1. Delete any and all unnecessary description that slows flow. I often ask myself: Does my reader really care about this little bit of info? Make them feel like they’re in the scene and move on.
  2. Combine sentences to show/tell the same thing in one rather than three while still maintaining a balance of short and long sentences.
  3. Watch out for info dumping and delete unnecessary parts that neither mean something to the plot nor move the story forward. This is the time to be ruthless. Murder those darlings!


4. Search for cliches and ditch them. Be original.

5. Search for overused words. I have a slew of those suckers that creep into my stories.

6. Check all those ideas and thoughts that I hopped out of the shower to jot down in the notes section of my phone. Add in and fix per the list of Things-To-Do-For-BookXYZ.

7. Read the story out loud. How does it sound? Does it flow? Do my characters sound like real people? The story should sound as natural as it would if you were sitting at a pub with your bestie and simply telling her the story.


8. Rewrites and edits—no matter how many passes it takes—are a must.


9. Tackle opening sentences of each chapter. Same goes for mini-cliffhangers or some sort of exciting news at the end of each chapter. I really do want to keep my readers turning pages.

10. Let it sit. This is a must for me. When I let my manuscript sit for a week to a month, the time away from the story gives my brain a break. And my brain works in very unusual ways. After time, I no longer have sentences memorized. I find out if a scene is funny, or sad, or just terribly bad. At this point, I also find issues I missed because I was too close to the story. Once, I wrote an entire chapter that rhymed. What? Yup. I had no clue I’d done it. Some days I talk in rhyme without even thinking. Told you my brain is strange.

11. Read. Read. Read. If I don’t move on to another story while BookXYZ is sitting, I read.


AND EAT! I tend to forget the importance of nutrition.

12. Shout the news that I’ve got another story for my beta reader(s) to critique. Then pray that they’ll tell me the truth.


13. Give it all another go… one more time… giving the story everything I’ve got left in me.


14. Write for me, not for sales!


15. Celebrate the accomplishment. After all, writing a story is not an easy task!

I’m sure I’ve forgotten a few other things I do along the way.

What steps do you go though? I’d love to hear about them.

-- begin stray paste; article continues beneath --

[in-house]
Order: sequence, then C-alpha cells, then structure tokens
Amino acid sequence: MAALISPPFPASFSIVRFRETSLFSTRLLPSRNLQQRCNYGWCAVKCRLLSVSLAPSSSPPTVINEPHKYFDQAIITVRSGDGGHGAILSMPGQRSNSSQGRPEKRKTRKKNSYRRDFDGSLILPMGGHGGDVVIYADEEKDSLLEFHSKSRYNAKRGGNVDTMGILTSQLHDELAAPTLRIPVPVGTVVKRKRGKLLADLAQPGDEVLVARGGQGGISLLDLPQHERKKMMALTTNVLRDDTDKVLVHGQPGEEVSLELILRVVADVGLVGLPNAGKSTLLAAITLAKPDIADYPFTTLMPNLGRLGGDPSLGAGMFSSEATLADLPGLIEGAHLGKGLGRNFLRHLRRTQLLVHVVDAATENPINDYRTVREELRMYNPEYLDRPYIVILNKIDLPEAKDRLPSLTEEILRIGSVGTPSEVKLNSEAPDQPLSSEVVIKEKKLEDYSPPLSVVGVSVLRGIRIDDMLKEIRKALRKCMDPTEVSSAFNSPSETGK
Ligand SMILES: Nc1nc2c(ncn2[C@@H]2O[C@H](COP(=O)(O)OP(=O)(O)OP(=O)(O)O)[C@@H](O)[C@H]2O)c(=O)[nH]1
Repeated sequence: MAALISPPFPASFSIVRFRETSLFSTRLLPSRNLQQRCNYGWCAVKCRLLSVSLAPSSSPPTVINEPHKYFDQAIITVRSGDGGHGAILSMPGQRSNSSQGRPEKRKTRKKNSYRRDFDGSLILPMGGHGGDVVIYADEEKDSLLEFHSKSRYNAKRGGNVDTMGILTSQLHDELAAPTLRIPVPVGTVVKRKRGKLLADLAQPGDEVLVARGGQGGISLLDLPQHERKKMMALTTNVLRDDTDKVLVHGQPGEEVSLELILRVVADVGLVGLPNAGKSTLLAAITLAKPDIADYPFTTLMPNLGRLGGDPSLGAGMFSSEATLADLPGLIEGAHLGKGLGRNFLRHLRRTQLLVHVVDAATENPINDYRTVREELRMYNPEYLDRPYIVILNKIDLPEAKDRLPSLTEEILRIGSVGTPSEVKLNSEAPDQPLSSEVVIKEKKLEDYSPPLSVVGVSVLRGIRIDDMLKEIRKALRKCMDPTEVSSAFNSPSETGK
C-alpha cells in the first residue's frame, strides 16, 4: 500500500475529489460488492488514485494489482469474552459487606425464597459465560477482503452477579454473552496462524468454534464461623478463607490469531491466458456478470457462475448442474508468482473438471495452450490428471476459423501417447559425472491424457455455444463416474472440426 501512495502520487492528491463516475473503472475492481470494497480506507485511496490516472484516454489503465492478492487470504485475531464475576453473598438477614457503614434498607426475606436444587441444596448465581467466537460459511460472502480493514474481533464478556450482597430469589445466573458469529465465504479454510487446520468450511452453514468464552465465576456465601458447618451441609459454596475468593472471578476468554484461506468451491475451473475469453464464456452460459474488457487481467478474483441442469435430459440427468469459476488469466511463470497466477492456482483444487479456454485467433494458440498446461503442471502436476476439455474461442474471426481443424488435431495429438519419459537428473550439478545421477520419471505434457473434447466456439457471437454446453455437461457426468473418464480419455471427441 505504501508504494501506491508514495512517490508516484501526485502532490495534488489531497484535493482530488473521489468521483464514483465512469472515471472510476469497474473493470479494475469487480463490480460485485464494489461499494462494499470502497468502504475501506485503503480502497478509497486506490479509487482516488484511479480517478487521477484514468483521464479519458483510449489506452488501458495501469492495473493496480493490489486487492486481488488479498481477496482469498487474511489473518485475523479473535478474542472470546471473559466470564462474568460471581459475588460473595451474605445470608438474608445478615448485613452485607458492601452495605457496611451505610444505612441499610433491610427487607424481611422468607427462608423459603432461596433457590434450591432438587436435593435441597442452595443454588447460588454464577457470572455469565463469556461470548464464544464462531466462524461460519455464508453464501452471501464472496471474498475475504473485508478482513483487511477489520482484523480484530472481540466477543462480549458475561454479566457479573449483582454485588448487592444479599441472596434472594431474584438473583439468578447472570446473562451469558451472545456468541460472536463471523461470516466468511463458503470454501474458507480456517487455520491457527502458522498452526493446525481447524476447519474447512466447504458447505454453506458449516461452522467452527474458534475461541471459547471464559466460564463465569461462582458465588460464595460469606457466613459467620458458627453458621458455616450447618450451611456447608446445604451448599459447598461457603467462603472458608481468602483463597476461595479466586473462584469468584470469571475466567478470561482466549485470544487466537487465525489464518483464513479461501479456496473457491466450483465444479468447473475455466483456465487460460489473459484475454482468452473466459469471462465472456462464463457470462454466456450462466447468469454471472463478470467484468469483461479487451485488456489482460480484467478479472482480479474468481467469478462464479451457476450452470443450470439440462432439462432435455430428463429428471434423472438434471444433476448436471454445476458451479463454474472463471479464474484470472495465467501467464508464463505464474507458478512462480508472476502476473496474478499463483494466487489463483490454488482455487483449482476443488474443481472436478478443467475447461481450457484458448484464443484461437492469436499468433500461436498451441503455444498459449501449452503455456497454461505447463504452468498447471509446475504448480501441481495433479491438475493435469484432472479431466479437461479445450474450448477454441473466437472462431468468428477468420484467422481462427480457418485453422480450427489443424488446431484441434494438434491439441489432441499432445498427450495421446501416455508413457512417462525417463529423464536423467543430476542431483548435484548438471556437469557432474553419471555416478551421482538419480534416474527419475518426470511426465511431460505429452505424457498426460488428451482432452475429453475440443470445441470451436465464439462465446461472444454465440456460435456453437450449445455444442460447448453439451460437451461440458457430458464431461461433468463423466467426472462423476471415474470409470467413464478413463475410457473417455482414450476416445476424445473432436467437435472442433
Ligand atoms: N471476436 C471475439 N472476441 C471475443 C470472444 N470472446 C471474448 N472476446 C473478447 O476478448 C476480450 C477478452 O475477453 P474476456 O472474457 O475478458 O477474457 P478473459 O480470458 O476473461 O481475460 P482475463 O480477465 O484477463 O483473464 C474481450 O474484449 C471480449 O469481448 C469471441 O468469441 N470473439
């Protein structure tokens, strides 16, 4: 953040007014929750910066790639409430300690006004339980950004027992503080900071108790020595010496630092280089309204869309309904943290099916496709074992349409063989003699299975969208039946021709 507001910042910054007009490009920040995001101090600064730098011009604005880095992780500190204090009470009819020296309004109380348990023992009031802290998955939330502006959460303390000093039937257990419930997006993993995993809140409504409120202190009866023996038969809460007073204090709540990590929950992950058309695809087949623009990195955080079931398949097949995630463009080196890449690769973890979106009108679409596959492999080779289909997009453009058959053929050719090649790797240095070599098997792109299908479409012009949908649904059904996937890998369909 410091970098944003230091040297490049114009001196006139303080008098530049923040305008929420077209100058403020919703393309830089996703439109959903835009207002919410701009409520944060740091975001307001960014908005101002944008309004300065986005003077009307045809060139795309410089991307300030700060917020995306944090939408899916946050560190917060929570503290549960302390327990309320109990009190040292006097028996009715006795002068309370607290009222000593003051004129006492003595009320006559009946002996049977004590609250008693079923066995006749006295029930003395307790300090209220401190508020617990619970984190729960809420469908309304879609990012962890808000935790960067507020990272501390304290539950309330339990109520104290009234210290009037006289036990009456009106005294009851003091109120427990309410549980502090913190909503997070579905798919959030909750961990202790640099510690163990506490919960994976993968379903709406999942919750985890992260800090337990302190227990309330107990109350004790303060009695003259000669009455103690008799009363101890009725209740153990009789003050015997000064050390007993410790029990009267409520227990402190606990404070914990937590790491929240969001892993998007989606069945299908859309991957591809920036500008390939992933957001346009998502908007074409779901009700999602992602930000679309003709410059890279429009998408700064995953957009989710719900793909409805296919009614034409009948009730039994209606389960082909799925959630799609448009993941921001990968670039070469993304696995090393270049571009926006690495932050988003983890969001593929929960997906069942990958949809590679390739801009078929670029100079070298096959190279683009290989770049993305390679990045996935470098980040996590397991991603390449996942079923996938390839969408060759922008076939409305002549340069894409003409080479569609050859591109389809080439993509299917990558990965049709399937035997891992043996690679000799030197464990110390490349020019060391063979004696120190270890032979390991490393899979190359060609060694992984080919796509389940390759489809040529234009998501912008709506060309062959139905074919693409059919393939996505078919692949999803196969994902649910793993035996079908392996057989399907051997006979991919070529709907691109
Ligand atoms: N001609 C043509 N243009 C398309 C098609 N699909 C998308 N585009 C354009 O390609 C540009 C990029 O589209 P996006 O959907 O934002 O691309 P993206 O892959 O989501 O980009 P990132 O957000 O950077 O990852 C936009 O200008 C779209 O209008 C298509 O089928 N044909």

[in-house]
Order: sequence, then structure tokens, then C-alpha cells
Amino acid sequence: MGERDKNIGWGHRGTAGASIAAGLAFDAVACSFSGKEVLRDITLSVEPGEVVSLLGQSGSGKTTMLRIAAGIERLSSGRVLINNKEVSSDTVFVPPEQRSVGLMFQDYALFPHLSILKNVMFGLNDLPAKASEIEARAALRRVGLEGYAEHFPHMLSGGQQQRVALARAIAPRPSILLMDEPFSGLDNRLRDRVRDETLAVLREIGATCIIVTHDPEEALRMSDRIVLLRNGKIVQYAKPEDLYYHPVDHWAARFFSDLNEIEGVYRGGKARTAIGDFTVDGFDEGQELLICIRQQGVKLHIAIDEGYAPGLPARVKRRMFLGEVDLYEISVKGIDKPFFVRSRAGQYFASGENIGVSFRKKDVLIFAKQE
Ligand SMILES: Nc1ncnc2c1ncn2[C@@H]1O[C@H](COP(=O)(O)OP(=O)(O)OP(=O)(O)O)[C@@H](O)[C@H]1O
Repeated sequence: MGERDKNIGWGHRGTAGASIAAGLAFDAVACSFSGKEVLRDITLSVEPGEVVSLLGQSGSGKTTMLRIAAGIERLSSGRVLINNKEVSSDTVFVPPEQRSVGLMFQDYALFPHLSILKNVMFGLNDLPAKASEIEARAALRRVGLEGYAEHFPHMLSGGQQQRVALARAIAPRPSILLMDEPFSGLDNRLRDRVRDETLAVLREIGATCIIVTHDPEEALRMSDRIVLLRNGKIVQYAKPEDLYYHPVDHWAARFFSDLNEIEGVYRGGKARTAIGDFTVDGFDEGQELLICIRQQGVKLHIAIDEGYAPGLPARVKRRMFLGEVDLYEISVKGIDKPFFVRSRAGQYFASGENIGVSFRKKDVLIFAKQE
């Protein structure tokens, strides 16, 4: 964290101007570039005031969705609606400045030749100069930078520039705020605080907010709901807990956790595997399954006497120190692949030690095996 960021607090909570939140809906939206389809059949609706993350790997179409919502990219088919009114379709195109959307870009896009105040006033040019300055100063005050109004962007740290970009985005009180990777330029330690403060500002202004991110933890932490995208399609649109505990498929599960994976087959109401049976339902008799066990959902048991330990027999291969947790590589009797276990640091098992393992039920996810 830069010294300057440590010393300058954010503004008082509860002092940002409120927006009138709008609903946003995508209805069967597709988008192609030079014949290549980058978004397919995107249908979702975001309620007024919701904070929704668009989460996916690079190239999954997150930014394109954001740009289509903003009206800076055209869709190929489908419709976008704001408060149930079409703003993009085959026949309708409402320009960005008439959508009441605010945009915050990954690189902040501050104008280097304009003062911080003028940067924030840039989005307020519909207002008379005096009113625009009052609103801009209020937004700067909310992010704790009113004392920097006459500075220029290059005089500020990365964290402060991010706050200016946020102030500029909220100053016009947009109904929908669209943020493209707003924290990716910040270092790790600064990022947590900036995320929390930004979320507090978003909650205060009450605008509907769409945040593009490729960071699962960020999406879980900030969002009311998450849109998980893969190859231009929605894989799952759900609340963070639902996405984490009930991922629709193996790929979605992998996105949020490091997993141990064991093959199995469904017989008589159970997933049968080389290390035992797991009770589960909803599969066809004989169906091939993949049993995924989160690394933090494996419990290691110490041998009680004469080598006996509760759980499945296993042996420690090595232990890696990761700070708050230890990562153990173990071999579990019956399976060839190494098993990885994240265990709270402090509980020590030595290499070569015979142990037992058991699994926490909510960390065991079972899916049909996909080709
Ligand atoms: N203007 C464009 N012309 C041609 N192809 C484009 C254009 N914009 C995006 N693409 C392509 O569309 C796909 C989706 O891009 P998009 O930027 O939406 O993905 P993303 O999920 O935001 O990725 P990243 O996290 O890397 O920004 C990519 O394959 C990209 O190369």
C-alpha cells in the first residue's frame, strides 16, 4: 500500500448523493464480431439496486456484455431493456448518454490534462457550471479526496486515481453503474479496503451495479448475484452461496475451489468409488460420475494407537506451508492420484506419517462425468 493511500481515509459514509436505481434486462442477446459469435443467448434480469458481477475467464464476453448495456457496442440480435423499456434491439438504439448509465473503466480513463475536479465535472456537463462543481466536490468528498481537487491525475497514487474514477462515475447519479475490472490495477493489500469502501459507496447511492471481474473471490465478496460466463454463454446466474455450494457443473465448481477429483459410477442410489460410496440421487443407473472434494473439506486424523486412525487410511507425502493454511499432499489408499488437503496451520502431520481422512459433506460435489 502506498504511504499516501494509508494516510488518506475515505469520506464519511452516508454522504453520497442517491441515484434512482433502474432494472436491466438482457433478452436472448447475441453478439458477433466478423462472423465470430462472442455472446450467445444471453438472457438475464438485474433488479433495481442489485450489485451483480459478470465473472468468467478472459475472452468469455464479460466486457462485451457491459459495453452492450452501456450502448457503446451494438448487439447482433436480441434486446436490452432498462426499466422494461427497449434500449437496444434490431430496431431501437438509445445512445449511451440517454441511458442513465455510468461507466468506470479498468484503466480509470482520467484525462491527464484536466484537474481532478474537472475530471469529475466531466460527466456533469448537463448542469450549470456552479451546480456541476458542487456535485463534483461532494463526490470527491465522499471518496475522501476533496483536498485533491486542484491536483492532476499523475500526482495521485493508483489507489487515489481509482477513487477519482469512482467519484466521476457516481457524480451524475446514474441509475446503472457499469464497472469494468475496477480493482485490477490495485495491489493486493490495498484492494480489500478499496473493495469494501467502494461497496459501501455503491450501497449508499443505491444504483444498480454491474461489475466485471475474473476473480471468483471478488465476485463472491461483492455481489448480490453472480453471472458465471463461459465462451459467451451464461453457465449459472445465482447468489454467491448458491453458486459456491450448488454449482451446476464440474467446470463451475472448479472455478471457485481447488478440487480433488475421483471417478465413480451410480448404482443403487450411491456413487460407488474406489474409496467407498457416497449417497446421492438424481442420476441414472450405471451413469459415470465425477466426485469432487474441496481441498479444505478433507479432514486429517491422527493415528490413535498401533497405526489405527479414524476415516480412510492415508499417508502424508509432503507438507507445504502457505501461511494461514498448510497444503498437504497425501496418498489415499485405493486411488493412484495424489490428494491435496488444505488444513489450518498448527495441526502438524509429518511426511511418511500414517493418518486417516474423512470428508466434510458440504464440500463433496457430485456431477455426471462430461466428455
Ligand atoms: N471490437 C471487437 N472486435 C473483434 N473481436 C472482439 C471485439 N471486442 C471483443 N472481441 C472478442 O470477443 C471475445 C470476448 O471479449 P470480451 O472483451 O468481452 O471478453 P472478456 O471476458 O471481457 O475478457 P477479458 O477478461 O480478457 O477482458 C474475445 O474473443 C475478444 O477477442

Posted in Jackie's Posts | Tagged , , , , , , , , | 10 Comments

Retreats and Obsession

Though a Writing Retreat is months away, I’m already gearing up for the trip and making a list of needs or wants to generate a more enjoyable, week.

Okay, I do buy items that aren’t really necessary, but what can I say? I might need them. Lol

My husband rolls his eyes when he gazes at a corner filled with bags of toiletries, and items that have a long shelf life. A couple of weeks before leaving, it’s easy to add extra items to my grocery list, cross them off, then slide them into waiting bags for the trip. This process saves me a ton of time when I make a last stop at the grocery store trip for refrigerated items. 

Let’s don’t forget cleaning supplies. Heaven forbid. I refuse to take for granted the place is germ free…so out comes my disinfectant spray and paper towels to clean counters, bathrooms, etc.

Don’t think I don’t run two loads of dishes we’ll use while there…because I do.

Is anyone else as paranoid particular as I am when it comes to cleaning a condo before spending an entire week where who knows what type person came before you?

Granted, I admit I’m paranoid particular and cleaning requires time. Still, that nice cup of steaming coffee is definitely satisfying once I’m settled in front of the computer and fingers on keyboard. The view is awesome, especially when we have spectacular sunsets.

Here’s a couple of shots of amazing sunsets from last year. Maybe it was the year before that. Regardless, I hope you enjoy the view!




Please check out these links to my books, available at Barnes & Noble, Amazon, Kobo, Apple and Smashwords.

I wish you Butterflies, Music and Love

Posted in Carol's Posts | Tagged , , , , | 10 Comments

New Release – A Baby for Easter

I’m excited to announce the release of the third book in my Holiday Bundles of Joy series. A Baby for Easter is a little different from the others—it’s a prequel to A Baby for New Year’s, told in the words of Meg’s mother, Helen, as she looks back on a pivotal time in her life.

Easter cover2.inddHelen Ellis rarely talks about how she met her late husband, Blake. When her granddaughter Julie begs her to tell the story, Helen finally delves into bittersweet memories from the summer of 1978, when a young bartender’s dreamy good looks caught her eye and his kind soul captured her heart. But having run from her strict religious home at eighteen, and then broken away from her cheating boyfriend, Helen wasn’t ready to give up her newfound freedom. With Blake set to leave for relief work overseas, a temporary romance seemed inevitable—until an unplanned pregnancy turned their plans upside down.

Available now for only 99 cents!

Posted in Susan's Posts | 7 Comments